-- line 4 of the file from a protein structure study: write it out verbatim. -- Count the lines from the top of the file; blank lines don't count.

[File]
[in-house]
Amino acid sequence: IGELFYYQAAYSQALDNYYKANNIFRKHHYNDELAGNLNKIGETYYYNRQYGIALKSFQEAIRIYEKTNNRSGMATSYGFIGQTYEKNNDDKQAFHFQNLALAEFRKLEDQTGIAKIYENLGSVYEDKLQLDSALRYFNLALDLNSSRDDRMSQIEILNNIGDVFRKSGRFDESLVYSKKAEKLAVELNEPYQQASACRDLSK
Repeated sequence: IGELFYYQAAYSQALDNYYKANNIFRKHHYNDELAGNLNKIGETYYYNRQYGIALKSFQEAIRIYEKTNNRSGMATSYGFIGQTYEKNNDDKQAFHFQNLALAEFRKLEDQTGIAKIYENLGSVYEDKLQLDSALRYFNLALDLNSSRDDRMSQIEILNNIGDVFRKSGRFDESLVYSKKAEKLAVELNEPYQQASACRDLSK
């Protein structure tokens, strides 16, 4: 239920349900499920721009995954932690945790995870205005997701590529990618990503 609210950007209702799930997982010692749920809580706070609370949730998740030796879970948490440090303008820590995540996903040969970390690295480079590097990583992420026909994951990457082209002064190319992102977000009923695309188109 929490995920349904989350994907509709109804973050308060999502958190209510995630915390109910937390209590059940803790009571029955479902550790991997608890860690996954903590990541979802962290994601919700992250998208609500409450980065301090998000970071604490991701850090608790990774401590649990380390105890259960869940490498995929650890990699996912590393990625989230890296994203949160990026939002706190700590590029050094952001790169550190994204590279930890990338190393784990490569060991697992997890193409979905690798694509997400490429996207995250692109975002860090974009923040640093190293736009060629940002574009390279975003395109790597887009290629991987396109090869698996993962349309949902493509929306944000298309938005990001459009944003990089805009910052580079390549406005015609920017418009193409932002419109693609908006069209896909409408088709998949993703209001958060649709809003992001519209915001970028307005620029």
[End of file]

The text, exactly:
């Protein structure tokens, strides 16, 4: 239920349900499920721009995954932690945790995870205005997701590529990618990503 609210950007209702799930997982010692749920809580706070609370949730998740030796879970948490440090303008820590995540996903040969970390690295480079590097990583992420026909994951990457082209002064190319992102977000009923695309188109 929490995920349904989350994907509709109804973050308060999502958190209510995630915390109910937390209590059940803790009571029955479902550790991997608890860690996954903590990541979802962290994601919700992250998208609500409450980065301090998000970071604490991701850090608790990774401590649990380390105890259960869940490498995929650890990699996912590393990625989230890296994203949160990026939002706190700590590029050094952001790169550190994204590279930890990338190393784990490569060991697992997890193409979905690798694509997400490429996207995250692109975002860090974009923040640093190293736009060629940002574009390279975003395109790597887009290629991987396109090869698996993962349309949902493509929306944000298309938005990001459009944003990089805009910052580079390549406005015609920017418009193409932002419109693609908006069209896909409408088709998949993703209001958060649709809003992001519209915001970028307005620029």